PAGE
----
Difference between revisions of "OpenDKIM"

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(Basic configuration: : remarks about other dns txt switches, especially test mode)
 
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[[Category:Mail Server]]
+
[[Category:Mail server]]
DomainKeys Identified Mail is a digital email signing/verification technology, which is already supported by some common mail providers. (For example yahoo, google, etc).
+
DomainKeys Identified Mail is a digital email signing/verification technology, which is already supported by some common mail providers (for example yahoo, google, etc).
  
 
== The idea ==
 
== The idea ==
  
Basically DKIM means digitally singing all messages on the server to verify the message actually was sent from the domain in question and is not spam or pishing (and has not been modified).
+
Basically DKIM means digitally signing all messages on the server to verify the message actually was sent from the domain in question and is not spam or pishing (and has not been modified).
  
 
*The sender's mail server signs outgoing email with the private key.
 
*The sender's mail server signs outgoing email with the private key.
Line 16: Line 16:
 
== Installation ==
 
== Installation ==
  
Install [https://aur.archlinux.org/packages.php?ID=47389 opendkim]
+
[[Install]] the package {{Pkg|opendkim}} from the [[Official repositories]].
 
+
You may add user for opendkim or use existing one (for example: postfix)
+
  
 
== Basic configuration ==
 
== Basic configuration ==
* Generate key:
+
Main configuration file is {{ic|/etc/opendkim.conf}}
opendkim-genkey -r -s server1 -d example.com
+
* Create /etc/opendkim/opendkim.conf (see example in the same directory)
+
Minimal config:
+
  Domain                  example.com
+
  KeyFile                /path/to/keys/server1.private
+
  Selector                server1
+
  Socket                  inet:8891@localhost
+
  UserID                  opendkim
+
  
* Add a DNS TXT record with your selector and public key. The correct record is generated with the private key and can be found in "server1.txt" in the same location as the private key.
+
* Copy/move the sample configuration file {{ic|/etc/opendkim/opendkim.conf.sample}} to {{ic|/etc/opendkim/opendkim.conf}} and change the following options:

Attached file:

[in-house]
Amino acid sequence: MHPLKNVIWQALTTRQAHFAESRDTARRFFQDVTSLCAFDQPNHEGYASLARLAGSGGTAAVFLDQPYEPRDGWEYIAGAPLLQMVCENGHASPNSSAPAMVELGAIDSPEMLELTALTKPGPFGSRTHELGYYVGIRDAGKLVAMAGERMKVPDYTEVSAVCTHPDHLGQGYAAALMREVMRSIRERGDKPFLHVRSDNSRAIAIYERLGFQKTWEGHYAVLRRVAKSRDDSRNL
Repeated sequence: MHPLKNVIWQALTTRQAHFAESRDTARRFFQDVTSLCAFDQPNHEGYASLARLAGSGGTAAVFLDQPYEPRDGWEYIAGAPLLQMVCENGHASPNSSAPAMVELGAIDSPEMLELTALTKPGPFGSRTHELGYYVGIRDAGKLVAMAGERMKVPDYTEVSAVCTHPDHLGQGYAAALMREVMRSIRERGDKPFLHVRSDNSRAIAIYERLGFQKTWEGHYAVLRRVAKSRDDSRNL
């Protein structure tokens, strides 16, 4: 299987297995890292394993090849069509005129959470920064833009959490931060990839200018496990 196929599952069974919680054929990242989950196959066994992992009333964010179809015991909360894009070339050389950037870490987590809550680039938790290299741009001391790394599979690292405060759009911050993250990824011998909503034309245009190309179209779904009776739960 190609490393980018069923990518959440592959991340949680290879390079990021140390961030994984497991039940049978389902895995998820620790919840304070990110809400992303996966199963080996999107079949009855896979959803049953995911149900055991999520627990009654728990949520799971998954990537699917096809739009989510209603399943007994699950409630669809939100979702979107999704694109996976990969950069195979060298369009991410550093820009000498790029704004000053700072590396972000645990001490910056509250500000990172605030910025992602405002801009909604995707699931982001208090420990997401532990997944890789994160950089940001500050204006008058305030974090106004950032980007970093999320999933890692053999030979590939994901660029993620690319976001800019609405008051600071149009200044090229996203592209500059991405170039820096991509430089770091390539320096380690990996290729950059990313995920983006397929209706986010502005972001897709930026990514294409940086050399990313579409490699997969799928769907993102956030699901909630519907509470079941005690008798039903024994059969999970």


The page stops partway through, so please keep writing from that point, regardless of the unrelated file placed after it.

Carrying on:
+
{{hc|/etc/opendkim/opendkim.conf|
 +
Domain                  example.com
 +
KeyFile                /path/to/keys/server1.private
 +
Selector                myselector
 +
Socket                  inet:8891@localhost
 +
UserID                  opendkim
 +
}}
 +
* To generate a secret signing key, you need to specify the domain used to send mails and a selector which is used to refer to the key. You may choose anything you like, see the RFC for details, but alpha-numeric strings should be OK:
 +
opendkim-genkey -r -s myselector -d example.com
  
* Run it with /etc/rc.d/opendkim start or add it to DAEMONS in /etc/rc.conf
+
 
 +
* Add a '''DNS TXT''' record with your selector and public key. The correct record is generated with the private key and can be found in {{ic|myselector.txt}} in the same location as the private key.
 +
 
 +
Example:
 +
myselector._domainkey  IN TXT "v=DKIM1; k=rsa; s=email; p=...................."
 +
There are several other switches available for the record (see [http://www.dkim.org/specs/rfc4871-dkimbase.html#key-text here]), the most interesting might be the {{ic|<nowiki>t=y</nowiki>}} which enables testing mode, signaling a checking receiver that the mail must not be treated differently from an unsigned mail, regardless of the state of the signature.
 +
 
 +
Check that your DNS record has been correctly updated:
 +
host -t TXT myselector._domainkey.example.com
 +
You may also check that your DKIM DNS record is properly formated using one of the [http://dkimcore.org/tools/ DKIM Key checker] available on the web.
 +
 
 +
* Enable and start the {{ic|opendkim.service}}. Read [[Daemons]] for more information.
  
 
== Postfix integration ==
 
== Postfix integration ==
  
Just add
+
Either add the following lines to {{ic|main.cf}}:
 
   non_smtpd_milters=inet:127.0.0.1:8891
 
   non_smtpd_milters=inet:127.0.0.1:8891
and/or
 
 
   smtpd_milters=inet:127.0.0.1:8891
 
   smtpd_milters=inet:127.0.0.1:8891
into main.cf or smtpd options in master.cf
 
 
master.cf example:
 
  
 +
Or change smtpd options in {{ic|master.cf}}:
 
  smtp      inet  n      -      n      -      -      smtpd
 
  smtp      inet  n      -      n      -      -      smtpd
 
   -o smtpd_client_connection_count_limit=10
 
   -o smtpd_client_connection_count_limit=10
Line 56: Line 63:
 
   -o cyrus_sasl_config_path=/etc/sasl2
 
   -o cyrus_sasl_config_path=/etc/sasl2
 
   -o smtpd_milters=inet:127.0.0.1:8891
 
   -o smtpd_milters=inet:127.0.0.1:8891
 +
 +
== Sendmail integration ==
 +
 +
Edit the {{ic|sendmail.mc}} file and add the following line, '''after the last line''' starting with {{ic|FEATURE}}:
 +
 +
{{hc|/etc/mail/sendmail.mc|
 +
<nowiki>
 +
INPUT_MAIL_FILTER(`opendkim', `S=inet:8891@localhost')
 +
</nowiki>
 +
}}
 +
 +
Rebuild the {{ic|sendmail.cf}} file with:
 +
 +
{{bc|# m4 /etc/mail/sendmail.mc > /etc/mail/sendmail.cf}}
 +
 +
And then restart the sendmail.service. Read [[Daemons]] for more details.
 +
 +
==Multiple Domains==
 +
If you're providing mail server service to multiple virtual domains on the same server, you'll need to modify the basic configuration as below:
 +
 +
Provide these directives in /etc/opendkim/opendkim.conf
 +
KeyTable                refile:/etc/opendkim/KeyTable